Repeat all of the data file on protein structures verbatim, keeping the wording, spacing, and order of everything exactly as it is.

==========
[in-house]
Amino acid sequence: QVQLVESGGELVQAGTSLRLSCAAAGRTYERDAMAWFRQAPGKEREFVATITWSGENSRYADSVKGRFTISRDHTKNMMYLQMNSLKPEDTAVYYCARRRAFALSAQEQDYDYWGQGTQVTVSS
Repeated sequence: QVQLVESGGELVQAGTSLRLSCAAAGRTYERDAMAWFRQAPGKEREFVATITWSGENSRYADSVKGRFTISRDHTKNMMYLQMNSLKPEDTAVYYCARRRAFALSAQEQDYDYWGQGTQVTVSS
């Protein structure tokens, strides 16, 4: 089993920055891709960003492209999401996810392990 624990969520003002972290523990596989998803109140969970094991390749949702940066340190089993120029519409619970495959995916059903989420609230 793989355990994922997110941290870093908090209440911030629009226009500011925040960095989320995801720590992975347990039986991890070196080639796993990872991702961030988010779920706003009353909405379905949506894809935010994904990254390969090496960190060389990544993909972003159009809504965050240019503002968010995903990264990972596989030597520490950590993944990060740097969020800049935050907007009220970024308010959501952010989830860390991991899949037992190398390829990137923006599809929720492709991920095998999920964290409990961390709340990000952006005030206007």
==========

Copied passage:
[in-house]
Amino acid sequence: QVQLVESGGELVQAGTSLRLSCAAAGRTYERDAMAWFRQAPGKEREFVATITWSGENSRYADSVKGRFTISRDHTKNMMYLQMNSLKPEDTAVYYCARRRAFALSAQEQDYDYWGQGTQVTVSS
Repeated sequence: QVQLVESGGELVQAGTSLRLSCAAAGRTYERDAMAWFRQAPGKEREFVATITWSGENSRYADSVKGRFTISRDHTKNMMYLQMNSLKPEDTAVYYCARRRAFALSAQEQDYDYWGQGTQVTVSS
């Protein structure tokens, strides 16, 4: 089993920055891709960003492209999401996810392990 624990969520003002972290523990596989998803109140969970094991390749949702940066340190089993120029519409619970495959995916059903989420609230 793989355990994922997110941290870093908090209440911030629009226009500011925040960095989320995801720590992975347990039986991890070196080639796993990872991702961030988010779920706003009353909405379905949506894809935010994904990254390969090496960190060389990544993909972003159009809504965050240019503002968010995903990264990972596989030597520490950590993944990060740097969020800049935050907007009220970024308010959501952010989830860390991991899949037992190398390829990137923006599809929720492709991920095998999920964290409990961390709340990000952006005030206007």